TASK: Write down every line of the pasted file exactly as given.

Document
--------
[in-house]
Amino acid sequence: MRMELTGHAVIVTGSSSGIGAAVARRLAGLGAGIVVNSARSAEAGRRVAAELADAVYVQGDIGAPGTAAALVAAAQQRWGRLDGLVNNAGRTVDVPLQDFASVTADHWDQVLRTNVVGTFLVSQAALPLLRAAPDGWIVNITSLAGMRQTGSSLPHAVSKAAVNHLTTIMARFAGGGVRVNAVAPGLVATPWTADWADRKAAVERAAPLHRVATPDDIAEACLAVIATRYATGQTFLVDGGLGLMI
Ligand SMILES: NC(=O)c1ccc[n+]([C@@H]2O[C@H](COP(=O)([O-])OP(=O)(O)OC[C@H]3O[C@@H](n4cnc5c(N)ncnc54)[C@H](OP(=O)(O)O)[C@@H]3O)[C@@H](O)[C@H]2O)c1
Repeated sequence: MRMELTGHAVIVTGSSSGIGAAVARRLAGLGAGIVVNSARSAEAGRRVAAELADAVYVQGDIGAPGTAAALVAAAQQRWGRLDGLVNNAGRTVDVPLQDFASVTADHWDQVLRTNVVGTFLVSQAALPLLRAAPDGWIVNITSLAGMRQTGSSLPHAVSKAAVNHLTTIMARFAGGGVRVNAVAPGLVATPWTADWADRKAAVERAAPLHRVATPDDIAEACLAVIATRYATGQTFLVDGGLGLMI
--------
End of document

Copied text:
[in-house]
Amino acid sequence: MRMELTGHAVIVTGSSSGIGAAVARRLAGLGAGIVVNSARSAEAGRRVAAELADAVYVQGDIGAPGTAAALVAAAQQRWGRLDGLVNNAGRTVDVPLQDFASVTADHWDQVLRTNVVGTFLVSQAALPLLRAAPDGWIVNITSLAGMRQTGSSLPHAVSKAAVNHLTTIMARFAGGGVRVNAVAPGLVATPWTADWADRKAAVERAAPLHRVATPDDIAEACLAVIATRYATGQTFLVDGGLGLMI
Ligand SMILES: NC(=O)c1ccc[n+]([C@@H]2O[C@H](COP(=O)([O-])OP(=O)(O)OC[C@H]3O[C@@H](n4cnc5c(N)ncnc54)[C@H](OP(=O)(O)O)[C@@H]3O)[C@@H](O)[C@H]2O)c1
Repeated sequence: MRMELTGHAVIVTGSSSGIGAAVARRLAGLGAGIVVNSARSAEAGRRVAAELADAVYVQGDIGAPGTAAALVAAAQQRWGRLDGLVNNAGRTVDVPLQDFASVTADHWDQVLRTNVVGTFLVSQAALPLLRAAPDGWIVNITSLAGMRQTGSSLPHAVSKAAVNHLTTIMARFAGGGVRVNAVAPGLVATPWTADWADRKAAVERAAPLHRVATPDDIAEACLAVIATRYATGQTFLVDGGLGLMI